Maybe I desire wrong things because I can't prepare for the right thing. To be prepared to meet my God I need in Paul's words to be "pure and blameless...filled with the fruit of righteousness." Or using John's picture, I have crooked paths to make straight, valley's that need filling in, mountains to make low, and rough places to make smooth. So, the words of the OT reading haunt me, "Who can endure the day of His coming?" I know I can't, maybe you can. Maybe you don't have impurities in your character and things wrongs in your life. Maybe you don't have crooked paths, deep valleys, high mountains, and rough roads like I do in my life. But I think you do. And don't think a few quick thoughts about Jesus in the manger are going to cut it. Don't think hatred for the commercialization of Christmas is enough. We're fooling ourselves if we think our "Jesus is the reason for the season" pin prepares us to meet God. When Jesus falls into one of your deep valleys or takes a wrong turn on one of my crooked roads, there's going to be hell to pay.

If the lasting message of Advent is prepare to meet thy God, then Advent is a time of despairing because I can't prepare myself. The holiday clutter gets in the way; I lack the intense longing, and my sins assure me that I can't endure the day of His coming. I won't be able to stand when He appears. Thanks be to God then the final message of Advent isn't "Prepare to meet thy God" but "PreparED to meet thy God." The call, "Prepare to meet thy God" is Law; it's meant to show you that you can't do it. The Gospel of Advent is God has prepared you to meet Him.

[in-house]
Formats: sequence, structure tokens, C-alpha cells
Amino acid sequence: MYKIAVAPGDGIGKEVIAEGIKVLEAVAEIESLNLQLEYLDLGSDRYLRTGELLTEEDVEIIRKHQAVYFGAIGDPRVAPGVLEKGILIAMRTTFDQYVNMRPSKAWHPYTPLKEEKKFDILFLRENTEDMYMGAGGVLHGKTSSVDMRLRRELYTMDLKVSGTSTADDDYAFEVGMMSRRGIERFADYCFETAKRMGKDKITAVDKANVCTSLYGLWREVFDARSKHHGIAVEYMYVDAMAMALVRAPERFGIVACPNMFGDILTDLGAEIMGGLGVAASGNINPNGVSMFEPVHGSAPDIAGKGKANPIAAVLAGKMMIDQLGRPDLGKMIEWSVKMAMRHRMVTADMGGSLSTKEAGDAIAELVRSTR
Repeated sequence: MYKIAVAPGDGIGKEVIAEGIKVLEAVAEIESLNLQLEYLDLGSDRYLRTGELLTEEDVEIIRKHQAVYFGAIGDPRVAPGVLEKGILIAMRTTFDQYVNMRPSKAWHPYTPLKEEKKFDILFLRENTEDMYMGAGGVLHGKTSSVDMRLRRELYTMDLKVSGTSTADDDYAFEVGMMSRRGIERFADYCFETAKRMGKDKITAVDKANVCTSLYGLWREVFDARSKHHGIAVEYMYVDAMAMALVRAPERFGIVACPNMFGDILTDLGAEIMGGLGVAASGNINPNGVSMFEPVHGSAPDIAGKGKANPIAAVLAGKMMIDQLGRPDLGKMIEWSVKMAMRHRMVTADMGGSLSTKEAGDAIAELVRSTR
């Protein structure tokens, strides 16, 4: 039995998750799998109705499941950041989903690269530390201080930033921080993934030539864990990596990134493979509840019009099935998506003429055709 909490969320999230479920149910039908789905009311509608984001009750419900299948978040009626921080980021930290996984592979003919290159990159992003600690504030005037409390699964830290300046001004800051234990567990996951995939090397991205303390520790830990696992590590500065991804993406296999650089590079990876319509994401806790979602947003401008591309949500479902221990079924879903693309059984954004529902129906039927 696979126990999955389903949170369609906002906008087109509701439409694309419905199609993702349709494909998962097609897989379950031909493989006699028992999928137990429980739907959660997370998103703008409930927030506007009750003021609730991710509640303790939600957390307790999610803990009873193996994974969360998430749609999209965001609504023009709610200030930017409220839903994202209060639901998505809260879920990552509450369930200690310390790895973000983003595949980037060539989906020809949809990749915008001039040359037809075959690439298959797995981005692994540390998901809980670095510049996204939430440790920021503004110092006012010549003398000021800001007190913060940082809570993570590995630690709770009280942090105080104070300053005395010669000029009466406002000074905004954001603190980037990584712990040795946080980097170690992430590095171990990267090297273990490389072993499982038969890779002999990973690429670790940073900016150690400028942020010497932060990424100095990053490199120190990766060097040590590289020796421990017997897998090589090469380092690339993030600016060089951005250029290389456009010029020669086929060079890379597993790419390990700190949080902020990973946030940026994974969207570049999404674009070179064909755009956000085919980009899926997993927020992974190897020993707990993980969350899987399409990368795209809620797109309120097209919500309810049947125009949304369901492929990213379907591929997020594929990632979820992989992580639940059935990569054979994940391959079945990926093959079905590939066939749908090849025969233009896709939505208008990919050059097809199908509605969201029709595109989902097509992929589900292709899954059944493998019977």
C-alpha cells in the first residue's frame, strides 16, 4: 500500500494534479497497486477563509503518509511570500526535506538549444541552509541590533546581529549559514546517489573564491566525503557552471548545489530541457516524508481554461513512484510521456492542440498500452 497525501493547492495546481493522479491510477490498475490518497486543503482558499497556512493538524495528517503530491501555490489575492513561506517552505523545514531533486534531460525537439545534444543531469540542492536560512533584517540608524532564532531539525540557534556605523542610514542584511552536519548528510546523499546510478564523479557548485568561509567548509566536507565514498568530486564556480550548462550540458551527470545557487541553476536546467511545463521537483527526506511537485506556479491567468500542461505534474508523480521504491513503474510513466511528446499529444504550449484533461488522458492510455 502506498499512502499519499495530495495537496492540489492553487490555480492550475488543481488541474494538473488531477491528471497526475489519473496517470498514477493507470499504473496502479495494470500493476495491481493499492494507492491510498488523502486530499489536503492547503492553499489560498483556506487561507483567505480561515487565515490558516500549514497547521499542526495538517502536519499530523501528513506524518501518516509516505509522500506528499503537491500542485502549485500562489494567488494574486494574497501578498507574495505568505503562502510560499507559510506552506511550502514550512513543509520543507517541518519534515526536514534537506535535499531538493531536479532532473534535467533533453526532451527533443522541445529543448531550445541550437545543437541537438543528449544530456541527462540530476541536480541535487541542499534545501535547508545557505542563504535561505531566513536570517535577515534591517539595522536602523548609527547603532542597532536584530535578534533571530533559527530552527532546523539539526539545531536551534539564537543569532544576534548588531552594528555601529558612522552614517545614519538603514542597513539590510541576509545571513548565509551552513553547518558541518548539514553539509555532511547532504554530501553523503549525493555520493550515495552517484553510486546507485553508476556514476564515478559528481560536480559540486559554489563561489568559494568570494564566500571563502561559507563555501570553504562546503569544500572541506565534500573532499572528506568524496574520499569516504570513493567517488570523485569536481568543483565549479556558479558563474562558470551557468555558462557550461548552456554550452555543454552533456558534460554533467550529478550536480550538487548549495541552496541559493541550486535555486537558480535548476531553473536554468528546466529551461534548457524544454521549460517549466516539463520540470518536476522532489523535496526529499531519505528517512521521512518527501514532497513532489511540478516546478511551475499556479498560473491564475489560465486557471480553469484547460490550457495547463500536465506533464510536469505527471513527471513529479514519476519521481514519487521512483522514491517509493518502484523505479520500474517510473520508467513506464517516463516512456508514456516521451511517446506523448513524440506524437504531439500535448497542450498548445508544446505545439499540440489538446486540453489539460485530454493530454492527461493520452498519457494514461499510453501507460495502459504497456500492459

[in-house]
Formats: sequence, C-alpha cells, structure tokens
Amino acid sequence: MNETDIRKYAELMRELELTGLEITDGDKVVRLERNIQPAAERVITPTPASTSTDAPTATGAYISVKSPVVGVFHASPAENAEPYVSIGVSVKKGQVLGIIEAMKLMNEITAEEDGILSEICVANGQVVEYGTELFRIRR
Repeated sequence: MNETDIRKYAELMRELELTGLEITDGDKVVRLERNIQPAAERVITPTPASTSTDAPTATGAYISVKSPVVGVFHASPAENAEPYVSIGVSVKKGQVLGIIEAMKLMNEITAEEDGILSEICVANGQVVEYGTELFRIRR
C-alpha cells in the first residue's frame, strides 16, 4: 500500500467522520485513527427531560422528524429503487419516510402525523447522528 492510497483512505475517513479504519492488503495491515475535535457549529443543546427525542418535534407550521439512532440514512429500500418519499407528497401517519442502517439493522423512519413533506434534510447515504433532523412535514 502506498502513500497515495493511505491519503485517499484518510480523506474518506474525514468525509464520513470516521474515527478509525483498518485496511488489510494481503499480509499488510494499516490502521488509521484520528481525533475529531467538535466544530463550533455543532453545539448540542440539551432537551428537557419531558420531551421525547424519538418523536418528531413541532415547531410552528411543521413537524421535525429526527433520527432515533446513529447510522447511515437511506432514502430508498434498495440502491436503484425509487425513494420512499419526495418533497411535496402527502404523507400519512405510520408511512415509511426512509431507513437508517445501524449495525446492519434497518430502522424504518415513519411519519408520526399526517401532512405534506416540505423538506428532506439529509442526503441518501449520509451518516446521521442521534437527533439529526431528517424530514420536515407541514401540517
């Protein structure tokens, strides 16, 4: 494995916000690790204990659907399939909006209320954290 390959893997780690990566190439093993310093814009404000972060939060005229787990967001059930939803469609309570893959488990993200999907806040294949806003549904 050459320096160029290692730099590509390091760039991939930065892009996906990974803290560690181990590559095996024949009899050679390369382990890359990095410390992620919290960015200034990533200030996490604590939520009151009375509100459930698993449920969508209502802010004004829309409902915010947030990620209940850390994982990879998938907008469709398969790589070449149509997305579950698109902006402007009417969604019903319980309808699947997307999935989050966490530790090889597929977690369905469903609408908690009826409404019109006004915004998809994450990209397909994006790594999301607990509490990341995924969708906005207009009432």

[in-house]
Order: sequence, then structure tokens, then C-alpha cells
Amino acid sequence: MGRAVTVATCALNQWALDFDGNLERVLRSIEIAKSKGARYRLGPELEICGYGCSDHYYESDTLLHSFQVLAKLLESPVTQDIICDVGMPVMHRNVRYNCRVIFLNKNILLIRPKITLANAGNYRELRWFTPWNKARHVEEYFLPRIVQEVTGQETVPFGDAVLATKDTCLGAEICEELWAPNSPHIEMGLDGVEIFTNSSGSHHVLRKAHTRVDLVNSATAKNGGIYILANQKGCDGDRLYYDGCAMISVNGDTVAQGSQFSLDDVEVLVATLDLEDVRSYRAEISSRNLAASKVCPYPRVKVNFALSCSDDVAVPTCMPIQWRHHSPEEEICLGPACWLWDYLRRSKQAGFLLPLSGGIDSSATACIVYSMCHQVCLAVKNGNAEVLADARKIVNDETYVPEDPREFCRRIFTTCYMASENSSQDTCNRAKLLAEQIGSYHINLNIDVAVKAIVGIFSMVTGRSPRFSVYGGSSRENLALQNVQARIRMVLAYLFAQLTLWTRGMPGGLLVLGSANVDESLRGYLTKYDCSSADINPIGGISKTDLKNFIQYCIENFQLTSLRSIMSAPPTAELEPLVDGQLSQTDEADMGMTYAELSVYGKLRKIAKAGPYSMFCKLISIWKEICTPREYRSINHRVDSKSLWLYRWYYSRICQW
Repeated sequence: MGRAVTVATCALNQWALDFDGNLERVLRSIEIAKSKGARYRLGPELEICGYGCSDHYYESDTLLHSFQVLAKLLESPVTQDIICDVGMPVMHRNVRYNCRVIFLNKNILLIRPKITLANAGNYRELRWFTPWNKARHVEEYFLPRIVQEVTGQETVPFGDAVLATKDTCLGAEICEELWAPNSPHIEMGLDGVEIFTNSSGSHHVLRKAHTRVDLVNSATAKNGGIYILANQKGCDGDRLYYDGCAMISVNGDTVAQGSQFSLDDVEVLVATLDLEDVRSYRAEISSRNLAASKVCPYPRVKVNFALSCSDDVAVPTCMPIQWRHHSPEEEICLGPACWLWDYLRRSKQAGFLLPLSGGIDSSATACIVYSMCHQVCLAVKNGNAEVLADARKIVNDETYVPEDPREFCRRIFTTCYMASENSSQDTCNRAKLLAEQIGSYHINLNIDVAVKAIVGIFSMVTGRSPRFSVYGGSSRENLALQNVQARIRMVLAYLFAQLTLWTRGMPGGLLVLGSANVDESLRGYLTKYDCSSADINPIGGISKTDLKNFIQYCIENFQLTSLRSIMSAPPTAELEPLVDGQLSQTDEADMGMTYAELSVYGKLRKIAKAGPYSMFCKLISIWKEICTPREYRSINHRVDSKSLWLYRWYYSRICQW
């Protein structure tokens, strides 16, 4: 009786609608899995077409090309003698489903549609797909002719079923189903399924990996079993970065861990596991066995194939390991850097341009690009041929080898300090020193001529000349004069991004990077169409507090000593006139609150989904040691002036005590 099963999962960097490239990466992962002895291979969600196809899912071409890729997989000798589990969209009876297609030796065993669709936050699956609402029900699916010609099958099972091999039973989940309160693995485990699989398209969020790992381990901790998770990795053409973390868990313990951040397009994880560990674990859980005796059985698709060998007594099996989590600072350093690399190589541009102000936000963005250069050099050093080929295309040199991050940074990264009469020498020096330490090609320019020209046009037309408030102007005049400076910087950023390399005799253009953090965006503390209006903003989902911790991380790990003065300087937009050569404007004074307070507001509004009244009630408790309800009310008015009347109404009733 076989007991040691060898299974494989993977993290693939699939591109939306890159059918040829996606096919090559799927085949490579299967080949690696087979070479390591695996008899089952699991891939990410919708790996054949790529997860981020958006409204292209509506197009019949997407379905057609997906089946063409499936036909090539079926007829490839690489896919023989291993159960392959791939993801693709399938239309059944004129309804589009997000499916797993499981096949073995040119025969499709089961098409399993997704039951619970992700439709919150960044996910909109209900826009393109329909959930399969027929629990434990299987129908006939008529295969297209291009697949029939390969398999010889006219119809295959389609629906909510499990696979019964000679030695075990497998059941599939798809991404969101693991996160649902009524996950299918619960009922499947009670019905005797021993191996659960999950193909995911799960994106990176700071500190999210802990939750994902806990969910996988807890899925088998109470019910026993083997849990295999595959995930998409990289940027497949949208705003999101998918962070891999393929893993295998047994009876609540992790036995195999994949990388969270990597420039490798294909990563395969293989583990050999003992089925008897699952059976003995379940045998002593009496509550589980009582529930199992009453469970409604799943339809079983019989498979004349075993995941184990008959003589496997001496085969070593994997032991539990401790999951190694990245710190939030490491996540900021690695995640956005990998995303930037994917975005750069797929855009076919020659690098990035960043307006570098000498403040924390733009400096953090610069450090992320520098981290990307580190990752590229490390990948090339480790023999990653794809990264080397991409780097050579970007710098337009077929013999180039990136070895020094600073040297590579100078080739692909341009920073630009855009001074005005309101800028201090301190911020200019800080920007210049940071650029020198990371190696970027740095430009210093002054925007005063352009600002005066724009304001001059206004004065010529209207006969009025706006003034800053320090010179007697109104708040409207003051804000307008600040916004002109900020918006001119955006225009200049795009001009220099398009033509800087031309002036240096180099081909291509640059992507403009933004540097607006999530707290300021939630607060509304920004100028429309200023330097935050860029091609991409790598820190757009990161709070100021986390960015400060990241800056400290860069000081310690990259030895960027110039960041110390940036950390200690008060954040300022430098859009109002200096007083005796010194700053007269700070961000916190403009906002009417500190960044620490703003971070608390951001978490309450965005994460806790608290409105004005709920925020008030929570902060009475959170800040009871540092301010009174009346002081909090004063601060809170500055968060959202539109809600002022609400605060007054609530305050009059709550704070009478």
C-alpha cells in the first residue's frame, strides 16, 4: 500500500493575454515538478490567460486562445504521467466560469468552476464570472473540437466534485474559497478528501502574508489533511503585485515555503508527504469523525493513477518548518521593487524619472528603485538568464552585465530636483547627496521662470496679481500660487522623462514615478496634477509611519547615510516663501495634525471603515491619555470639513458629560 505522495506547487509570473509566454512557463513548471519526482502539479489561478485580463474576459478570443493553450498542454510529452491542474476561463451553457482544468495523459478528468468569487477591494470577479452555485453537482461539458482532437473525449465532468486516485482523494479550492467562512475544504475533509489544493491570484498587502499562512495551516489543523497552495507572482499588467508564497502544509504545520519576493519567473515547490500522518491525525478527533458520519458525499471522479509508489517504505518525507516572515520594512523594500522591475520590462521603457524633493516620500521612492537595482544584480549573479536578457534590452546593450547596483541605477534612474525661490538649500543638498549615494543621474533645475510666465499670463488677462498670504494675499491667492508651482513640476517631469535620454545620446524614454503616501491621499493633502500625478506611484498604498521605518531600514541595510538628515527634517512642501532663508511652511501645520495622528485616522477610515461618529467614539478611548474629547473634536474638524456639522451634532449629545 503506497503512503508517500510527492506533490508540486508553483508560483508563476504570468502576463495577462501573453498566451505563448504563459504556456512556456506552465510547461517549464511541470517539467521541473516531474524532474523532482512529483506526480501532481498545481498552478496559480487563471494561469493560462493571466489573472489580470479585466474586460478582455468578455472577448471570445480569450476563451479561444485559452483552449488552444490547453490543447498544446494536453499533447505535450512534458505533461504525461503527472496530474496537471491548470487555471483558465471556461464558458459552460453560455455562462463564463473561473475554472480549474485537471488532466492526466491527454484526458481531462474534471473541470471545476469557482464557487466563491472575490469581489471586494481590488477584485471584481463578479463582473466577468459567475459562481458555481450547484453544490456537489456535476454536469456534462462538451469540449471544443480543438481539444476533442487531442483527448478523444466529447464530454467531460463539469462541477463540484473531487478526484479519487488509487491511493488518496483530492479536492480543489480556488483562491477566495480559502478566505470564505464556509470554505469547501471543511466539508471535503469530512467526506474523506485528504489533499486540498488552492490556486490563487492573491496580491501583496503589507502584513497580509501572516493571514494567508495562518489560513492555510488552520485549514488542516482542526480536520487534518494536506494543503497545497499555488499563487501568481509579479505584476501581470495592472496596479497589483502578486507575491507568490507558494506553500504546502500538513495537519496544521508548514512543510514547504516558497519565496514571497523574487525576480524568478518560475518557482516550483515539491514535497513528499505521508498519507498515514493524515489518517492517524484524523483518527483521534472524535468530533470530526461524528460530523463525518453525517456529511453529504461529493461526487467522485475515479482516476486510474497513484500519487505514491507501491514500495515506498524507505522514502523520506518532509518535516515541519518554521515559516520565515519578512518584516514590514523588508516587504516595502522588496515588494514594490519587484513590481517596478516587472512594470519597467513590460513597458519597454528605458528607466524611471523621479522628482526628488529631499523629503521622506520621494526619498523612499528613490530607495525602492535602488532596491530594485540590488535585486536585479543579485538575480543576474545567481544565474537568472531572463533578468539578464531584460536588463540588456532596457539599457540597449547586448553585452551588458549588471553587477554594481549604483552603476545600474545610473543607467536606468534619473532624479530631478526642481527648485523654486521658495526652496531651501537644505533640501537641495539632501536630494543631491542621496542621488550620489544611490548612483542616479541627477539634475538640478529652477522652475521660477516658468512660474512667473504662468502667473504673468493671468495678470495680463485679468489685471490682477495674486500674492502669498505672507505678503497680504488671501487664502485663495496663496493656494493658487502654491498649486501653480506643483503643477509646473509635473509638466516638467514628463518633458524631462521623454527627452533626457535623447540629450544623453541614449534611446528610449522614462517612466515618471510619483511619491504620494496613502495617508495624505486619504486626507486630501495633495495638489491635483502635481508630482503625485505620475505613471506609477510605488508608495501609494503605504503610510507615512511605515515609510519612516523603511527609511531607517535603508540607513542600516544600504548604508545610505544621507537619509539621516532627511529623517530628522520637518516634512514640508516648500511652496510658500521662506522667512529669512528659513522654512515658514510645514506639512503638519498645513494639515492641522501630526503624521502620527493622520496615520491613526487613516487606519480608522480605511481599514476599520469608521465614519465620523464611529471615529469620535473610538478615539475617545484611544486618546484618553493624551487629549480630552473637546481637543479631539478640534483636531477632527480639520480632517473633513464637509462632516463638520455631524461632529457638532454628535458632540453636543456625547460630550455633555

Yes, Paul speaks of being pure, blameless and filled with the fruit of righteousness on the Last Day. But he also says, "He who began a good work in you will finish it until the day of Christ." Don't think that God gets you started on the road of salvation but it's up to you to finish. Hebrews calls God not only the Author of our salvation but the Finisher (Heb. 12:2). What about all of my crooked paths, deep valleys, high hills, and rough roads? Praise be to God! He says your crooked roads shall become straight; your valleys shall be filled in; your high mountains will we be made low; your rough roads will be made smooth! John tells us what God will do. The Law tells us what we should do; the Gospel tells you what God does. You can see this in the Introit and Collect for today. The Introit says God restores us and makes His face shine on us so that we may be saved. We can't restore ourselves or produce our own light. And we pray in the Collect that God would stir up our hearts because we can't stir them ourselves.